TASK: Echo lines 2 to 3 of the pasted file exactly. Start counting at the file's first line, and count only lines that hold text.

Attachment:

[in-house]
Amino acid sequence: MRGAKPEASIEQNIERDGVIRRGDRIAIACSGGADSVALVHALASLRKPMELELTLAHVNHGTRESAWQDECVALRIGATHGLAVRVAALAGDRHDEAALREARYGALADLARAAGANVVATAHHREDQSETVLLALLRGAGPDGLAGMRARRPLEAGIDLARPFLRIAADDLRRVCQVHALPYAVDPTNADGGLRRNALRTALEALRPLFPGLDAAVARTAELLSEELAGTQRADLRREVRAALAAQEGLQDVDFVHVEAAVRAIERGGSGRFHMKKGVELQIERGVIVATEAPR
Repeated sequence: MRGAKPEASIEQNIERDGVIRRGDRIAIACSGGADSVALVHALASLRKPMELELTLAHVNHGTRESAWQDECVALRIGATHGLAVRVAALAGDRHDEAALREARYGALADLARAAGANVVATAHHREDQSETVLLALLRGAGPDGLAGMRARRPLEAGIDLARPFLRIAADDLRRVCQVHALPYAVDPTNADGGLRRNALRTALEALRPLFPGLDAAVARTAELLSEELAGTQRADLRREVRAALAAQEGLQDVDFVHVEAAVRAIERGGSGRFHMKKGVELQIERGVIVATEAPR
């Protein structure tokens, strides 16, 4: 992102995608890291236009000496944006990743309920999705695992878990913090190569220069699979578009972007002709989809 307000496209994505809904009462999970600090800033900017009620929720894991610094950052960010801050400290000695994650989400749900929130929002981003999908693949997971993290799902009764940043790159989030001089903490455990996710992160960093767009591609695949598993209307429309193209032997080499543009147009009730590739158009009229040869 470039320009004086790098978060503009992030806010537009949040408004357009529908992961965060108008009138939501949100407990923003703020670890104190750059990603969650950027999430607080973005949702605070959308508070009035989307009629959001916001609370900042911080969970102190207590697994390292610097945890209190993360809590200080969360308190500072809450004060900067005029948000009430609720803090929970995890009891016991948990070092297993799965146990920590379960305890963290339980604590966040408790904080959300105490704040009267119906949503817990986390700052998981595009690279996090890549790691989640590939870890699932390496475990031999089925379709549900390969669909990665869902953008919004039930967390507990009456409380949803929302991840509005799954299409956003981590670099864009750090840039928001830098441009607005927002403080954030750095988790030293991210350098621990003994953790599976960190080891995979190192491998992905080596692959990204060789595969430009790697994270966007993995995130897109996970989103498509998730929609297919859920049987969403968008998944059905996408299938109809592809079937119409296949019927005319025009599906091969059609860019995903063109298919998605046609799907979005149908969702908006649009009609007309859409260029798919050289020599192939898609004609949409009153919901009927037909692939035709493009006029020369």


Amino acid sequence: MRGAKPEASIEQNIERDGVIRRGDRIAIACSGGADSVALVHALASLRKPMELELTLAHVNHGTRESAWQDECVALRIGATHGLAVRVAALAGDRHDEAALREARYGALADLARAAGANVVATAHHREDQSETVLLALLRGAGPDGLAGMRARRPLEAGIDLARPFLRIAADDLRRVCQVHALPYAVDPTNADGGLRRNALRTALEALRPLFPGLDAAVARTAELLSEELAGTQRADLRREVRAALAAQEGLQDVDFVHVEAAVRAIERGGSGRFHMKKGVELQIERGVIVATEAPR
Repeated sequence: MRGAKPEASIEQNIERDGVIRRGDRIAIACSGGADSVALVHALASLRKPMELELTLAHVNHGTRESAWQDECVALRIGATHGLAVRVAALAGDRHDEAALREARYGALADLARAAGANVVATAHHREDQSETVLLALLRGAGPDGLAGMRARRPLEAGIDLARPFLRIAADDLRRVCQVHALPYAVDPTNADGGLRRNALRTALEALRPLFPGLDAAVARTAELLSEELAGTQRADLRREVRAALAAQEGLQDVDFVHVEAAVRAIERGGSGRFHMKKGVELQIERGVIVATEAPR